You put the liquid nitrogen in the elevator with a big warning notice, push the button and get out. And run up or down the stairs to pick it up at the other end. It's not bad to put liquid nitrogen in an elevator - it's bad to stay with it when it's there.

It's also not a good idea to take the stairs.
posted by zarq at 8:08 PM on January 18, 2010


Do you have any idea how different the world would be if we'd managed this even twenty-fuve years ago? Angry nerds. roaming the streets of 1985 in packs, turning their phasers on anyone that dared defy them. To dream the impossible dream - and yet it was not to be... !

Wil Wheaton should be thanking his lucky stars right now.
posted by zarq at 8:09 PM on January 18, 2010 [2 favorites]


I was giggling like a madman as he popped those balloons, but my god is that unbelievably dangerous. One stray reflection and your retina is fucking fried. He says he wore eye protection but even so, I wouldn't fuck around with that shit.
posted by Potsy at 10:30 PM on January 18, 2010


Effigy2000: “The Star Trek movie of 2009 would have you believe otherwise, but it is to my mind apocryphal, and thus not a worthy reference point.”

I agree with you... if by 'apocryphal' you mean 'a piece of absolute and utter shit which was unworthy even of that obnoxious TNG episode where Beverly fell in love with some ghostly green Michael Bolton lookalike, and which was directed by a guy who admitted he's always hated Star Trek as though he were trying to proclaim to the world that he still does.'
posted by koeselitz at 12:16 AM on January 19, 2010 [1 favorite]


Seriously, you have to be a complete idiot to do what was done in that video.

A complete idiot with A PHASER, Mr Doesn't-Have-A-Phaser.
posted by obiwanwasabi at 12:51 AM on January 19, 2010 [2 favorites]


edd: “Seriously, you have to be a complete idiot to do what was done in that video.”

Hmm. So even though he says he used eye protection, you don't think that was enough?
posted by koeselitz at 1:09 AM on January 19, 2010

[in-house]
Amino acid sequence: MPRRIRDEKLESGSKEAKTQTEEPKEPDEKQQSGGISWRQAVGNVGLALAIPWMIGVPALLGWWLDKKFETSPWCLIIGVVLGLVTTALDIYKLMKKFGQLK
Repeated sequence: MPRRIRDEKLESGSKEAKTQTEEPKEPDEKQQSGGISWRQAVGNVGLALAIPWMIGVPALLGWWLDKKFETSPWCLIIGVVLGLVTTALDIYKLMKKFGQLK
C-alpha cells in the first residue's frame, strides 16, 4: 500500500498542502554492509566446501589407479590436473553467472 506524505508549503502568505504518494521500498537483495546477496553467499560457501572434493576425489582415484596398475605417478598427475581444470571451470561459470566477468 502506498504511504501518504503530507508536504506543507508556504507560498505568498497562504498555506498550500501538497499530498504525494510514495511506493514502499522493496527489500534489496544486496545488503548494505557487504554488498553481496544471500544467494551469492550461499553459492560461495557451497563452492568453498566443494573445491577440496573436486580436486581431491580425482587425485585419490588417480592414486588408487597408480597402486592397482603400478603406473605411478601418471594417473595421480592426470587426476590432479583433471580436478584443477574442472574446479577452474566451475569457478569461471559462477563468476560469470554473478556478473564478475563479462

"Hmm. So even though he says he used eye protection, you don't think that was enough?"
He'll probably be alright - I'd honestly be surprised if he ever blinded himself or anyone else, but one piece of eye protection does not set a good example if you're putting basically instructions for building it out on the net. A safe laser lab has many more precautions, with routines to go through to make sure the beam never gets to eye level, and so on. He doesn't have those or any other precautions, unless his kitchen door happens to have a bloody big red flashing light and warning signs plastered all over it, which I kind of doubt.
Just saying "wear appropriate eye protection and don't point it at living things" doesn't come close enough. Yeah, it's kind of fun to see it pop balloons and stuff, and he did a hell of a good job crafting it, but it really doesn't take much of a slip to permanently blind some poor sucker who just happens to open the shed door on someone messing around with one of these at the wrong moment.
posted by edd at 2:58 AM on January 19, 2010


Koeselitz; Yes then we agree.
posted by Effigy2000 at 3:38 AM on January 19, 2010 [1 favorite]


Wake me up when they invent the holodeck.
I know a good addiction when I see one.
posted by willmize at 6:01 AM on January 19, 2010


This will only be cool when Apple invents it.
posted by juiceCake at 8:21 AM on January 19, 2010


We have phasers.
posted by mrbill at 8:22 AM on January 19, 2010 [1 favorite]


Delving into the etymology of phaser, it seems that the power source for the weapons in Star Trek: The Next Generation were named after airplane toilet water?
posted by Burhanistan at 8:40 AM on January 19, 2010


On a safer note, why haven't any phone manufacturers created a cell phone version of the communicator? That seems like a no-brainer.
posted by nushustu at 9:06 AM on January 19, 2010


My cell phone of choice for several years was the classic Motorola StarTac. The first clamshell cell phone, it was also incredibly lightweight for its time.


I may have taken to flipping it open with a Kirk-like flourish. Only when in private, of course.
posted by zarq at 11:23 AM on January 19, 2010


I was a bit self-concious when using my old Garmin IQue GPS, in public. With the cover open and the antena out, it just looked way too much like some sort of 'tricorder' thing, when being looked over carefully, with glances about the place.

My old Palm Treo wasn't too unlike the TOS communicators. But it sucked as a phone, so I rarely tried to actually talk with it.
posted by Goofyy at 4:54 AM on January 20, 2010